Sunday, August 24, 2014

Pointe by Brandy Colbert

Pointe  Seventeen-year-old Theo is an aspiring ballerina with a lot on her mind.  She is one of the few African-Americans in the mostly lily white world of ballet and in her smallish Chicago suburb.  She has issues with food and control.  Her best friend Donovan was kidnapped when they were 13-years-old and has just recently been found and returned home.  When Theo was 13 she dated a guy who talked her into doing things she wasn’t ready for and then he left and she can’t understand why he left her when he said he loved her.  Four years later Theo is dating a guy who has a girlfriend and they can’t tell anyone about their relationship because the guy can’t find the right time to break up with his girlfriend.

In trying to describe Pointe the first adjective that comes to mind is ambitious.  It tackles a lot of issues, maybe too many.  This caught my attention because the main character is an African-American woman who dances ballet and I love ballet and want to see more people of color in the ballet world.  Ballet, however, was just the appetizer and not the main course.  What’s the story really revolves around is self-esteem, abuse, and the different shapes both can take.

I liked it but had some problems with it.  For one, I am not sure if Donovan’s story really worked.  There is a lot of talk around the edges of the kidnapping but we don’t really get to it until the end.  Even then, it is still all about Theo.  Perhaps that is why Donovan felt like a two dimensional character.  I would have liked to know more about him, although perhaps in another book.  Theo’s experiences at age 13 would have been enough to explore the issues Colbert tackles in this book.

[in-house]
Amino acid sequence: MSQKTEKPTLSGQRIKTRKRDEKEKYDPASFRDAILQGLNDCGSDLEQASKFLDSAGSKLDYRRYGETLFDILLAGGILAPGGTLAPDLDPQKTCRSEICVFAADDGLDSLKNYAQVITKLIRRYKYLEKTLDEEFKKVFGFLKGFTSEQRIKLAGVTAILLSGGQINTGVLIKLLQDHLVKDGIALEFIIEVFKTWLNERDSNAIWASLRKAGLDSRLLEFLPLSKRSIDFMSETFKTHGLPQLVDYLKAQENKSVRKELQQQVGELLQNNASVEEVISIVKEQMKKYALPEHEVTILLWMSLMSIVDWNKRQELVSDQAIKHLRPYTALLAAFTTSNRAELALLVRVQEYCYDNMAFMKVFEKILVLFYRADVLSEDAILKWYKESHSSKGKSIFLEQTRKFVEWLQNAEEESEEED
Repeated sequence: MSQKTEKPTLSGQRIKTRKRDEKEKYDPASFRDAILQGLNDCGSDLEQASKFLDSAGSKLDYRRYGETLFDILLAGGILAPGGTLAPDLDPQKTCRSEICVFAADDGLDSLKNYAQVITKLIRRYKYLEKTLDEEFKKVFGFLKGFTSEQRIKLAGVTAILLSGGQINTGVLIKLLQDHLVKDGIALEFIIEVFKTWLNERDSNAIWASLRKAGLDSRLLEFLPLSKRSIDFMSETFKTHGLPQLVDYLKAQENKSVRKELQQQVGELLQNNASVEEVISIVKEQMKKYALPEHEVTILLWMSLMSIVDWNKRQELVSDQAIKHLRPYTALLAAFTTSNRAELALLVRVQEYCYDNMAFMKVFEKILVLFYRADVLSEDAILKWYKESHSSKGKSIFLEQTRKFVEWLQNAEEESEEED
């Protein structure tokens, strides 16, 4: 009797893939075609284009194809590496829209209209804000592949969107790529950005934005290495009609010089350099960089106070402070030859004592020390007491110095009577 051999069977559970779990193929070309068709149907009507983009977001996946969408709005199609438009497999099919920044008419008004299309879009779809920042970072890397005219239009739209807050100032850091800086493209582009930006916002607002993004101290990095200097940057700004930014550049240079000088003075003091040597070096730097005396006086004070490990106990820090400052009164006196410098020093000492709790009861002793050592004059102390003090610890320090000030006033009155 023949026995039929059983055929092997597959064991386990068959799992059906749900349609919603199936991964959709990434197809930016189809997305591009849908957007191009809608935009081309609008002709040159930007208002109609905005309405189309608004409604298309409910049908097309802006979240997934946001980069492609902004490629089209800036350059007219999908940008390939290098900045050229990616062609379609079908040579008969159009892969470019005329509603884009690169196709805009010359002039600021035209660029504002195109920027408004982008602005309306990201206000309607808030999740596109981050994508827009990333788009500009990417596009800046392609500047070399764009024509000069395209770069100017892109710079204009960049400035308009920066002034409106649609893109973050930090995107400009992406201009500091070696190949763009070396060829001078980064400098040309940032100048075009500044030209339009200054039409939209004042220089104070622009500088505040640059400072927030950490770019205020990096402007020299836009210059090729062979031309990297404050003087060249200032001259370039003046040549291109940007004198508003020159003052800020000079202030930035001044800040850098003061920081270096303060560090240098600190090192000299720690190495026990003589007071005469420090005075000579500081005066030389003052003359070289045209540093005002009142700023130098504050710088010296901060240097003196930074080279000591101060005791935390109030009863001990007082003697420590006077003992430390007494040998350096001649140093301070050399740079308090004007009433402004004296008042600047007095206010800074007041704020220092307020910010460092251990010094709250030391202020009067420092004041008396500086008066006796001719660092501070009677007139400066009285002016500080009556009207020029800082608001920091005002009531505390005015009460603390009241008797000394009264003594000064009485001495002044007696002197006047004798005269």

Theo was an inconsistent character and I cannot decide if that is realistic or bad writing.  Ballet is supposedly the most important thing in Theo’s life.  She puts in extra time at the barre, dancing till her feet bleed in preparation for upcoming auditions for a spot in one of the ballet world’s prestigious, career starting summer programs.  Then in her spare time Theo smokes and drinks.  She has issues with food but apparently is not fazed by the calories in alcohol.  I get that most teenagers might try smoking and drinking but it didn’t seem to match up with someone who is otherwise so controlled.  

On the upside, with the exception of Donovan, some of the secondary characters were interesting and well-drawn.  They had issues of their own to deal with and were neither all good or all bad.  Even the kids that seemed bad at first turned out to have more going on in their heads and hearts than might first be apparent.

Pointe is Brandy Colbert debut novel.  Even though I did not completely connect with this one, I would be interested to see what she writes next.  Further, although I can think of people of varying ages who might enjoy this I would recommend Pointe to teenage girls in particular.

No comments:

Post a Comment

I look forward to your comments. Tell me about the books you're reading.